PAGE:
Background and aims: In the field of behavioral addictions research, problematic media use and its correlates are often assessed by means of survey studies administered among large-scale samples that are considered representative for the general population (e.g., Festl, Scharkow & Quandt, 2013). Although this confirmatory approach can be relevant to unravel correlates and processes underlying problematic media use, the validity of survey designs for identifying the 'true prevalence' of pathological problem use in the population is questioned and false positives are a cause of concern (Griffiths et al., n.d.; Van Rooij & Prause, 2014). Methods: In order to validate or falsify the survey-based approach, the current study aims to follow-up on survey results by interviewing positive cases to assess their functioning. We present preliminary results of a study in which we conducted in-depth interviews with teenage problematic social media users and their personal network. Positive cases are identified through an abbreviated and modified social media version of the CIUS (Meerkerk, Van den Eijnden, Vermulst, & Garretsen, 2009; Van Rooij, Ferguson, Van de Mheen, & Schoenmakers, 2015), which is currently being administered to a representative sample of 3000 Flemish teenagers. Results: We contrast the extent to which teenage problem users' answers on the instrument correspond with the daily life experiences of the teenagers themselves and of persons in their immediate social surroundings. Conclusions: Our survey identifies the percentage of teenagers who are problematic social media users: follow-up interviews shall provide information on the validity of this approach.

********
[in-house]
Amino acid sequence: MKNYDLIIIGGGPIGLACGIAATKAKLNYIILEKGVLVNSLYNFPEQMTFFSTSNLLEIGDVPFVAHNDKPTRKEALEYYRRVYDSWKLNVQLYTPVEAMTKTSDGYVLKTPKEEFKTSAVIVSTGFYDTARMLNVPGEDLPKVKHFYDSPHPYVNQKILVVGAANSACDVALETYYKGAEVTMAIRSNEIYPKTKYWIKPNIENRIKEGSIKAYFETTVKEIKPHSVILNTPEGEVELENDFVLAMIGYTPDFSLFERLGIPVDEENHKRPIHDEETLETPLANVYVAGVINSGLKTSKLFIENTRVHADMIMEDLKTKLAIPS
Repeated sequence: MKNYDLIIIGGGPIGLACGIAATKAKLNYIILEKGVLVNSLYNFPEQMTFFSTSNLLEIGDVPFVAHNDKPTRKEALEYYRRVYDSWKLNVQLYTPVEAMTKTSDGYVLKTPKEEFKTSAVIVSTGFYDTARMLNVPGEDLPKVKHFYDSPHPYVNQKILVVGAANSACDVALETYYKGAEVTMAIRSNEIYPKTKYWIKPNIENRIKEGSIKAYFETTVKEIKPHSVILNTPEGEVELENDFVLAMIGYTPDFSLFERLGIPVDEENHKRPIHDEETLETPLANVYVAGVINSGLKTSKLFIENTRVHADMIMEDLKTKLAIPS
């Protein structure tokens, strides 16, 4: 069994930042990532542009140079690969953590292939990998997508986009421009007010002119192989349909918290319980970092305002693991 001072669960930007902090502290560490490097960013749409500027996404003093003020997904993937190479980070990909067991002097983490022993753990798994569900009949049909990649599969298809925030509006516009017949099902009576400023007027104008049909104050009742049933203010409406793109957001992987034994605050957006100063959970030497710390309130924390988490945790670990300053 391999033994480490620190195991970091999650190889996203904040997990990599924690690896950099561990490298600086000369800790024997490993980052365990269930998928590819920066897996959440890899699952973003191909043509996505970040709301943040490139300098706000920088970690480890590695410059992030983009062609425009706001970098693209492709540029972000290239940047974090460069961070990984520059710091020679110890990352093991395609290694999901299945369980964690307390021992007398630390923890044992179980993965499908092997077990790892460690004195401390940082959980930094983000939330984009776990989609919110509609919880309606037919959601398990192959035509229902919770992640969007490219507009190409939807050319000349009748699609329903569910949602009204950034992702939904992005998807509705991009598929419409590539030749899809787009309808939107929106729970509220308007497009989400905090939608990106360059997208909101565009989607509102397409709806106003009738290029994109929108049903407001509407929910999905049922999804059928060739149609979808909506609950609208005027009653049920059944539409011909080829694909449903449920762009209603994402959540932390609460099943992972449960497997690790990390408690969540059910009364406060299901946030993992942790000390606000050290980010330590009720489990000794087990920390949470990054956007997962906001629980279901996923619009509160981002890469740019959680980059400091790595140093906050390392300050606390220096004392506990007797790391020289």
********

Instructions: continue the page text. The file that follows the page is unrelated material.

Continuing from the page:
MARIEK M. P. VANDEN ABEELE, ANTONIUS J. VAN ROOIJ
iMinds-MICT-Ghent University, Ghent, Belgium